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Adherence to physical activity recommendations and the influence of socio-demographic correlates - a population-based cross-sectional study.

https://arctichealth.org/en/permalink/ahliterature91546
Source
BMC Public Health. 2008;8:367
Publication Type
Article
Date
2008
Author
Bergman Patrick
Grjibovski Andrej M
Hagströmer Maria
Bauman Adrian
Sjöström Michael
Author Affiliation
Unit for Preventive Nutrition, Department of Biosciences and Nutrition, Karolinska Institute, 141 57 Huddinge, Sweden. patrick.bergman@ki.se
Source
BMC Public Health. 2008;8:367
Date
2008
Language
English
Publication Type
Article
Keywords
Adolescent
Adult
Aged
Cross-Sectional Studies
Exercise
Female
Humans
Leisure Activities
Logistic Models
Male
Middle Aged
Motivation
Odds Ratio
Social Class
Sweden
Young Adult
Abstract
BACKGROUND: Current physical activity guidelines acknowledge the importance of total health enhancing physical activity (HEPA) compared to leisure time physical activity or exercise alone. Assessing total HEPA may result in different levels of adherence to these as well as the strength and/or direction of associations observed between total HEPA and socio-demographic correlates. The aim of this study was to estimate the proportion of the population adhering to the recommendation of at least 30 minutes of HEPA on most days, and to examine the influences of socio-demographic correlates on reaching this recommendation. METHODS: Swedish adults aged 18-74 years (n = 1470) were categorized, based on population data obtained using the IPAQ, into low, moderately and highly physically active categories. Independent associations between the physical activity categories and socio-demographic correlates were studied using a multinomial logistic regression. RESULTS: Of the subjects, 63% (95% CI: 60.5-65.4) adhered to the HEPA recommendation. Most likely to reach the highly physical active category were those aged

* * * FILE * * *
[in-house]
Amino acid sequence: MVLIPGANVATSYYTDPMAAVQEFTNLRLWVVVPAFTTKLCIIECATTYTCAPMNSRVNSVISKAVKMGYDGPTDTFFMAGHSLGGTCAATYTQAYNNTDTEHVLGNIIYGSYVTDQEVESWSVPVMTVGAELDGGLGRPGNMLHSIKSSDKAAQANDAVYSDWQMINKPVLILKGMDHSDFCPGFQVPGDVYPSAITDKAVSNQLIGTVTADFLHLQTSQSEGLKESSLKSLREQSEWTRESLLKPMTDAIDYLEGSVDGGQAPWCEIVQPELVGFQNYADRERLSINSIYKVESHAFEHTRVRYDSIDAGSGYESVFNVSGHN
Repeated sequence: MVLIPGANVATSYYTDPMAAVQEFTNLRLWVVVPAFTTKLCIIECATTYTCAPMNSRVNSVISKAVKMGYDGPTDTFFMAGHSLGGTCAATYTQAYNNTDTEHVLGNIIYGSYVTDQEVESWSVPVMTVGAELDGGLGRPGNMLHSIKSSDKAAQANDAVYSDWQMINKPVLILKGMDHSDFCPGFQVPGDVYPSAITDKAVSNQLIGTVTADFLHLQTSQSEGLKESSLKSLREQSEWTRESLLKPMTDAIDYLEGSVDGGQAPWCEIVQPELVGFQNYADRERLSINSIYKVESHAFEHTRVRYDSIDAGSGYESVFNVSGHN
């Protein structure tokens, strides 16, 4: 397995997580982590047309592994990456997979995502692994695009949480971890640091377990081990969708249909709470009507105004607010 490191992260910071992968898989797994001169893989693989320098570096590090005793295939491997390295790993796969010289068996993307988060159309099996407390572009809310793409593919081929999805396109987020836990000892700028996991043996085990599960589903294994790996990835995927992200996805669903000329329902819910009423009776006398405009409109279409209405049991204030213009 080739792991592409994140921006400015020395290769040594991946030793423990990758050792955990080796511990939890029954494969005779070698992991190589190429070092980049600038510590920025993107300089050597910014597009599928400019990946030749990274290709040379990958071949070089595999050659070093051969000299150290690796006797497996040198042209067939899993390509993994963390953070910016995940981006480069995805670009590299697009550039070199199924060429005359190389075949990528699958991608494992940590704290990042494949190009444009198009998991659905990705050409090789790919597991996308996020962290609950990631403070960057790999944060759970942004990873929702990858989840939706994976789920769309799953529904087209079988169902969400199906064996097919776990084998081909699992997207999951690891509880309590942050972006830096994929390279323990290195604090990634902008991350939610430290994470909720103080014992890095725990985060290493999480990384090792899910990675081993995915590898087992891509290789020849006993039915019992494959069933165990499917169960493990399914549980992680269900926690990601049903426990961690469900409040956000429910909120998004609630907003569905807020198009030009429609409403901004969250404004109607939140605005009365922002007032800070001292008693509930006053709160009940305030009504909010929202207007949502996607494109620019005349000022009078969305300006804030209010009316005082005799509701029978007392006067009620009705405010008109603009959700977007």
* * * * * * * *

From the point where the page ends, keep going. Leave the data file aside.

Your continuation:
PubMed ID
18945354 View in PubMed
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Association of common variants of UCP2 gene with low-grade inflammation in Swedish children and adolescents; the European Youth Heart Study.

https://arctichealth.org/en/permalink/ahliterature95214
Source
Pediatr Res. 2009 Sep;66(3):350-4
Publication Type
Article
Date
Sep-2009
Author
Labayen Idoia
Ortega Francisco B
Sjöström Michael
Nilsson Torbjörn K
Olsson Lovisa A
Ruiz Jonatan R
Author Affiliation
Department of Nutrition and Food Sciences, University of the Basque Country, Vitoria 01006, Spain. idoia.labayen@ehu.es
Source
Pediatr Res. 2009 Sep;66(3):350-4
Date
Sep-2009
Language
English
Publication Type
Article
Keywords
Adolescent
Biological Markers - metabolism
Cardiovascular Diseases - etiology - physiopathology
Child
European Continental Ancestry Group - genetics
Female
Genotype
Humans
Inflammation - genetics
Ion Channels - genetics
Male
Mitochondrial Proteins - genetics
Polymorphism, Genetic
Risk factors
Sweden
Abstract
We examined the associations of two functional variants 866G>A and DEL/INS polymorphisms of UCP2 gene with low-grade inflammatory proteins (C-reactive protein, fibrinogen, complement C3 [C3], and complement C4 [C4]) in 131 children (52.7% boys, aged 9.5 +/- 0.4 y) and 118 adolescents (44.1% males, aged 15.5 +/- 0.4 y) selected from the European Youth Heart Study. Differences in inflammatory markers among the genotype variants of the two UCP2 gene polymorphisms were analyzed after adjusting for sex, age, pubertal stage, fitness, and fatness. The results showed that fibrinogen, C3, and C4 were higher in GG carriers than in subjects carrying the A allele of the 866G>A polymorphism of the UCP2 gene (UCP2 -866G>A) polymorphism (all p A in modifying low-grade inflammatory state in apparently healthy children and adolescents. Given the implication of complement factors on atherosclerosis process, these results contribute to explain the reduced cardiovascular risk associated with the A allele of the UCP2 -866G>A polymorphism.